I would suggest you to employ a software for qualitative analysis, called N-Vivo, for analyzing those 540+ stories. The challenge is of course selecting relevant sentences/phrases in every story that could be later categorized into themes (or common themes) of the stories (probably this is similar to ‘indexing’). Later on, once a large table of, say, respondents versus the themes, has been produced you could further analyze them using cluster analysis or multidimensional scaling to categorize, e.g., views on positive and negative impacts of the project, indifferent views of the respondents, and other views.
    My experience using similar approach (with 40 respondents) showed that the approach was quite sensitive to demonstrate different views of both direct and indirect beneficiaries of tourism development project in West Bali, Indonesia.
    Hope this helps.

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    By Ari Soemodinoto on Oct 18, 2010

  9. Hi,
    I think that this link could be a good starting point:

    http://en.wikipedia.org/wiki/Text_mining

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    By heiko agnoli on Oct 18, 2010

  10. As far as tools go, Atlas.ti is pretty fantastic for serving all manner of interrogation and can certainly handle large datasets.

    Of course doesn’t help us with how we interrogate the data and to what end…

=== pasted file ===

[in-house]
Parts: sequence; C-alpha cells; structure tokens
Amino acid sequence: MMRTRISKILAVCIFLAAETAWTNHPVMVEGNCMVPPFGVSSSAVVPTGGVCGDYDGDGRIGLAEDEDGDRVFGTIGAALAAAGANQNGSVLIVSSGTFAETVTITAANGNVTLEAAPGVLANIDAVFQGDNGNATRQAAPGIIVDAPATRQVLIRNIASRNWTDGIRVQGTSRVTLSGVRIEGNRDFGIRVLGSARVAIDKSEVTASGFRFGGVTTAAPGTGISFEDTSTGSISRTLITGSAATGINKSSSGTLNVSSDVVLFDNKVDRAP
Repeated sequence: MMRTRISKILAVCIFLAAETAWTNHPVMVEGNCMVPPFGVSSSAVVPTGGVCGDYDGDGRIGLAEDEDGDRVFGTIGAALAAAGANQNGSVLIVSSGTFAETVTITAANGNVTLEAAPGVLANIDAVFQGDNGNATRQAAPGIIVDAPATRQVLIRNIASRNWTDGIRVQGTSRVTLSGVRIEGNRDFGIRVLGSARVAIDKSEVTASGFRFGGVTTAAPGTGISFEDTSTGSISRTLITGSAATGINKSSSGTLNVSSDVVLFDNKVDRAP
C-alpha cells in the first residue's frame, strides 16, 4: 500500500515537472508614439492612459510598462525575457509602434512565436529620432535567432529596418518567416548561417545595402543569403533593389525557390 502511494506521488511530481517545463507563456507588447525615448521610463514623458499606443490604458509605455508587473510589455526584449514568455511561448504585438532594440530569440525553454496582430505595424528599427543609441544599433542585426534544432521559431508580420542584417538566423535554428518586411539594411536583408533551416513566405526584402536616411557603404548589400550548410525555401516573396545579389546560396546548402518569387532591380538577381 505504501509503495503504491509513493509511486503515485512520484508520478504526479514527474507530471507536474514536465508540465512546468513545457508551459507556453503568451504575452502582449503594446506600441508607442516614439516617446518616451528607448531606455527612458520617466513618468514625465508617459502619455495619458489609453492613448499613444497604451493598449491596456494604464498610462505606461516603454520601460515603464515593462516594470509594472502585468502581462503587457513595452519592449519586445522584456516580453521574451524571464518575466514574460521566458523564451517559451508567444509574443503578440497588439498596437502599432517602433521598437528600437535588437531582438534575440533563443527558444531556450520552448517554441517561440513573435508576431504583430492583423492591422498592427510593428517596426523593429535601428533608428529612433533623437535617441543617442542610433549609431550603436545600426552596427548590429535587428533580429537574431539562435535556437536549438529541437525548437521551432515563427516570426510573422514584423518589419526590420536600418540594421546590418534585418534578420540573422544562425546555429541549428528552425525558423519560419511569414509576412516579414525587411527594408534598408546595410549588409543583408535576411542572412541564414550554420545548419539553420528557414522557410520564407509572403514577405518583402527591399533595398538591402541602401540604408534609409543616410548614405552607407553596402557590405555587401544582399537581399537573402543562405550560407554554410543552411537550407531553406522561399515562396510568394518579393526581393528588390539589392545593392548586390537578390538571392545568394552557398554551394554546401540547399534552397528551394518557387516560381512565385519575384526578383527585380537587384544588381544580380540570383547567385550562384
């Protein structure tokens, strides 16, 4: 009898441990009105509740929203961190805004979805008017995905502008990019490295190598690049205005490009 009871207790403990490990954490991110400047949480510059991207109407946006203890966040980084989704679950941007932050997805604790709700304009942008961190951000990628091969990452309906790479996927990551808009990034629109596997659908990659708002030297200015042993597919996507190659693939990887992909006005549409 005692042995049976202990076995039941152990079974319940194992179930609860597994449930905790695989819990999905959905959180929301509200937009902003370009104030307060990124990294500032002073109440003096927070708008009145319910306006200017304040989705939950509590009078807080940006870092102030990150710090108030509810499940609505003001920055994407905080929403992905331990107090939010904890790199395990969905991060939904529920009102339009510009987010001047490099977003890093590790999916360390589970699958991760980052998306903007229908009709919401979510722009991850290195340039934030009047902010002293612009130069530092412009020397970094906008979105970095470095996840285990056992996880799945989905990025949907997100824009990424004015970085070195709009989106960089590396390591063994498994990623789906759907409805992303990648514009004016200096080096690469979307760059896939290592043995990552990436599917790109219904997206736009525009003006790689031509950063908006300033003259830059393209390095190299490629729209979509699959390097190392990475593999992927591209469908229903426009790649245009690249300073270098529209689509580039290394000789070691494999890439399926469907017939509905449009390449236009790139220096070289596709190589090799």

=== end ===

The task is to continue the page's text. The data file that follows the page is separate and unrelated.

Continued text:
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    By jenny kowalczuk on Oct 18, 2010

  11. A few fairly random ideas:
    1) What about starting by simply making a wordcloud?
    2) Like others above, my first thought was to use NVivo.
    3) How about working with groups of people from Katine to see what they make of them / what their analysis is. Could turn the text into audio, and from English into Ateso and Kumam. Probably not a viable strategy for all 540!
    4) Ask journalism students, and development studies students, in different countries (UK, Uganda, and others) to analyse subsets and see what they come up with both in terms of methodologies and in terms of analysis. Offer prizes. (I’d be interested in seeing what differences in analysis there were between professions and between countries).
    5) Ask playwrights to have a go at making sense of them by dramatising some.
    Good luck!

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    By Ellie Chowns on Oct 19, 2010

  12. My proposal (which would need someone with technical expertise to implement it)

    1. Set up an online survey, using Survey Monkey, or similar, and invite participation, e.g. from the MandE NEWS email list

    2. Have a script within the survey form that would display, at random, one of the 540+ stories. Ask the participant to read this story.

    3. Then present the participant with a list of categories they could decide apply or dont apply to the story (as many or as few as they see fit)